"It takes up 15% of my fields and 50% of my worries," says farmer Pascal Prevost. "We're like wine makers who put their souls in the bottle."
Flax is a high-maintenance fiber—one reason its production is so limited around the world. Each summer, about three months after sowing, the slender stems grow waist-high and a blue flower blooms on each plant. When the plants dry out and turn golden in the sun, the flax is ready for harvest. There's a sound that also tells farmers when flax is ripe for picking: The linseeds inside each dried pod make a hushed rattle when the wind whips up. Large machines pluck the plants from the soil, unearthing even the roots, which contain linen fibers.
"The quality of the linen starts in the fields," says Jean-Baptiste Voisin, a farmer and president of the Le Neubourg cooperative.
The maturing of harvested flax is what makes the process so specific to northern France, Belgium and the Netherlands. Farmers let the rows of plucked flax lie in the sun and rain for several weeks. The alternation of sun and rain in this European coastal climate propagates a fungus that grows on the flax stems, rotting them to help separate the linen fibers from their husk. In warmer countries such as Egypt, this step—called retting—can be done in water, but it results in polluted water.
The dried flax is rolled into large bundles and delivered to the cooperative in Le Neubourg. The cooperative belongs to the 350 farmers who deliver their flax for scutching, when machines extract the linen fibers. The flax goes into one end of the long machine looking like hay and emerges as long strings of raw linen.
Mr. Voisin grabs a handful of linen fibers and squeezes it. "When it wrinkles, it's because it's rich in oil, a sign of good quality," he says, opening his fist to show the creases. At the end of the scutching line, the cooperative uses five criteria to measure quality: oiliness, color, strength, fineness and homogeneity. The longest fibers can measure three feet.
Since China began building linen-weaving companies 20 years ago, the bulk of linen fibers have headed east to be turned into various textiles. The Le Neubourg cooperative has teamed up with two other nearby cooperatives to sell fibers to weaving companies, giving them greater bargaining power. Together, the three cooperatives account for 30% of the world production of linen fibers. Chinese companies buy 80% of their supply.
Yet the cooperative keeps the finest tresses for European weavers, Mr. Voisin says. The European spinners—Safilin and Linificio, based in France and Italy, respectively—sell much of their fabrics to high-end fashion.
"This will go into a postal bag," Mr. Voisin says, handling two different bunches of linen strands, "and this will go to Cerruti," the high-end Italian weaver.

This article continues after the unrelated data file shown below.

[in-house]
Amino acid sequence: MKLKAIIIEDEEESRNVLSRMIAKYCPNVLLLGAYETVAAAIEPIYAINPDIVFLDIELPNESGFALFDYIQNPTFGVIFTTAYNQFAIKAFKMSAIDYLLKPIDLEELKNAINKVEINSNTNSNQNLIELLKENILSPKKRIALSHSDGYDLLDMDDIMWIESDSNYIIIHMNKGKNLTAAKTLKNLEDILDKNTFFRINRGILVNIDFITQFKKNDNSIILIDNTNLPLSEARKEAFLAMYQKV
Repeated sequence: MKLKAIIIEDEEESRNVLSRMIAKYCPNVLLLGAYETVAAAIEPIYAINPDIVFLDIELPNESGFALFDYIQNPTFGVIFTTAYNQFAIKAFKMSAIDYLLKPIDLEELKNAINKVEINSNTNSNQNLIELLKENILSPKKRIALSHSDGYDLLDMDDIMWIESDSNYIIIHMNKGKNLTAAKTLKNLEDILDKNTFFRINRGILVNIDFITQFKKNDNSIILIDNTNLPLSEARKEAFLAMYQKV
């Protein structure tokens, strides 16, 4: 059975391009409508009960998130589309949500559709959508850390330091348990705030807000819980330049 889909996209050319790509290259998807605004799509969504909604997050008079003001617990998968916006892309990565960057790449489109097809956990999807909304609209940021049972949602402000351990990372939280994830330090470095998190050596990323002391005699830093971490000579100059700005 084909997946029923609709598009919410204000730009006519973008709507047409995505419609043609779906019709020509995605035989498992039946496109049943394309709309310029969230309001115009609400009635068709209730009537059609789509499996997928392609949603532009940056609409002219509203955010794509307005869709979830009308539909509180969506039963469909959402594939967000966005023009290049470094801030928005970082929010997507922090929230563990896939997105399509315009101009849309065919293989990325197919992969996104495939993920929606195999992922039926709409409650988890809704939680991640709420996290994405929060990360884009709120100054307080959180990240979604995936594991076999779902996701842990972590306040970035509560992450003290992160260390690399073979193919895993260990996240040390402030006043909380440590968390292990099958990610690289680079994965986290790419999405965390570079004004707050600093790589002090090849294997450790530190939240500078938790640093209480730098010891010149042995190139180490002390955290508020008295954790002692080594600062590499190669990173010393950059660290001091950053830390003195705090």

Write to Christina Passariello at firstname.lastname@example.org
Monday, August 1, 2011
GREENPEACEUndercover investigation reveals suppliers of top clothing brands polluting China’s rivers
Undercover investigation reveals suppliers of top clothing brands polluting China’s rivers
Press release - 2011-07-13
Beijing — Greenpeace released new evidence showing that the suppliers of major clothing brands, including sportswear giants Adidas, Nike and Li Ning, are polluting rivers part of the Yangtze and Pearl River deltas in China. Greenpeace’s Dirty Laundry report, researched and investigated over a one-year period, reveals that hazardous chemicals with hormone-disrupting properties have been found in wastewater samples from two factory complexes that supply these and other global fashion brands.
“Our tests of the wastewater found toxic chemicals that have no place in our natural environment,” stated Greenpeace Toxics Campaigner Li Yifang. “As the world’s factory, China is the production base for many global and domestic fashion brands. Now we have scientific evidence confirming that hazardous chemicals are being released into China’s rivers to make clothes worn by people around the globe.”
Youngor Textiles Factory - Ningbo, China
Youngor Textiles Factory, in Yinzhou District, Ningbo. Situated on the Yangtze River Delta. Youngor is a major textiles and apparel brand in China. © Qiu Bo / Greenpeace
Greenpeace is challenging the clothing brands named in the report to eliminate the use and discharge of hazardous chemicals from their supply chain and products. “We are calling on trendsetting brands that have major influence on their supply chains, such as Adidas, Nike and Li Ning, to take the lead,” Li stated. “These brands have the ability and responsibility to work with their suppliers to provide products that do not irrevocably damage the environment and public health.”
Laboratory testing found a cocktail of hazardous chemicals, including nonylphenols – a subset of alkylphenols – and perfluorinated chemicals (PFCs), in wastewater samples from the Youngor Textile Complex on the Yangtze River Delta and Well Dyeing Factory on the Pearl River Delta.
Alkylphenols and PFCs have hormone-disrupting properties and can be hazardous even at low levels. They are persistent in the environment, can move up through the food chain, and can travel great distances via air and water currents. Because of this, alkylphenols and some PFCs are restricted by the EU and international conventions. Nevertheless, they are still widely used by the textiles industry in developing countries such as China, where they have yet to be restricted.
“Currently many of the highlighted brands take a ‘not in my product’ approach towards hazardous chemicals, only restricting some of them in their final products. This is unacceptable," stated Li. "Such policies essentially give suppliers the green light to discharge hazardous wastewater as long as the chemicals are not found in the products. We are asking brands to take a more comprehensive approach and eliminate all hazardous chemicals throughout their supply chain to ensure that they do not end up in China’s rivers or the products themselves.”
Greenpeace’s report comes at a time when an estimated 70% of China’s rivers and lakes are polluted. To mark the launch of a global campaign that aims to push clothing brands and their suppliers to achieve “zero hazardous discharge”, Greenpeace activists today put up banners with the campaign slogan “Detox” on the main entrances of Adidas’ and Nike’s flagship stores in Beijing.